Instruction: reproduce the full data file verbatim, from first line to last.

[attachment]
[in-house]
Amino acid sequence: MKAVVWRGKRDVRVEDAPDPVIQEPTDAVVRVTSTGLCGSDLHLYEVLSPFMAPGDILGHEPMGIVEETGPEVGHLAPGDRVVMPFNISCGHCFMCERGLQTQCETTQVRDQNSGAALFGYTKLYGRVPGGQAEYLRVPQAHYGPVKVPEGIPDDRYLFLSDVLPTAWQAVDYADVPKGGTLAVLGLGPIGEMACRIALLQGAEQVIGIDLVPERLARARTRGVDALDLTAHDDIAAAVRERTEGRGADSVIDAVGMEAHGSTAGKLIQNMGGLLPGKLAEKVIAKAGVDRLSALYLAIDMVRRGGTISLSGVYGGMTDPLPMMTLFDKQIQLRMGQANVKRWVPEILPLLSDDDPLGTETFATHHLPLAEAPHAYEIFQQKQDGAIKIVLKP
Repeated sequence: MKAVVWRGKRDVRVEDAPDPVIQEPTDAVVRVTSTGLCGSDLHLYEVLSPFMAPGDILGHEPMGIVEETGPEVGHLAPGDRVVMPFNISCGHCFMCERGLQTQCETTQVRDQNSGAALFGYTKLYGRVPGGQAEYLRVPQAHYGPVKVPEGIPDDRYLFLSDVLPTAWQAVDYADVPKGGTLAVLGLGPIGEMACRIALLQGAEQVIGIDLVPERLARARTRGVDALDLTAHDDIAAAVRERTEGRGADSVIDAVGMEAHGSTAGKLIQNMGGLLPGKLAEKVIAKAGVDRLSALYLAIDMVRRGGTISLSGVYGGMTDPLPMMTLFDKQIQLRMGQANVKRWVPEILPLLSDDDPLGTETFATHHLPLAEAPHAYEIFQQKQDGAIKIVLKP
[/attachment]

[in-house]
Amino acid sequence: MKAVVWRGKRDVRVEDAPDPVIQEPTDAVVRVTSTGLCGSDLHLYEVLSPFMAPGDILGHEPMGIVEETGPEVGHLAPGDRVVMPFNISCGHCFMCERGLQTQCETTQVRDQNSGAALFGYTKLYGRVPGGQAEYLRVPQAHYGPVKVPEGIPDDRYLFLSDVLPTAWQAVDYADVPKGGTLAVLGLGPIGEMACRIALLQGAEQVIGIDLVPERLARARTRGVDALDLTAHDDIAAAVRERTEGRGADSVIDAVGMEAHGSTAGKLIQNMGGLLPGKLAEKVIAKAGVDRLSALYLAIDMVRRGGTISLSGVYGGMTDPLPMMTLFDKQIQLRMGQANVKRWVPEILPLLSDDDPLGTETFATHHLPLAEAPHAYEIFQQKQDGAIKIVLKP
Repeated sequence: MKAVVWRGKRDVRVEDAPDPVIQEPTDAVVRVTSTGLCGSDLHLYEVLSPFMAPGDILGHEPMGIVEETGPEVGHLAPGDRVVMPFNISCGHCFMCERGLQTQCETTQVRDQNSGAALFGYTKLYGRVPGGQAEYLRVPQAHYGPVKVPEGIPDDRYLFLSDVLPTAWQAVDYADVPKGGTLAVLGLGPIGEMACRIALLQGAEQVIGIDLVPERLARARTRGVDALDLTAHDDIAAAVRERTEGRGADSVIDAVGMEAHGSTAGKLIQNMGGLLPGKLAEKVIAKAGVDRLSALYLAIDMVRRGGTISLSGVYGGMTDPLPMMTLFDKQIQLRMGQANVKRWVPEILPLLSDDDPLGTETFATHHLPLAEAPHAYEIFQQKQDGAIKIVLKP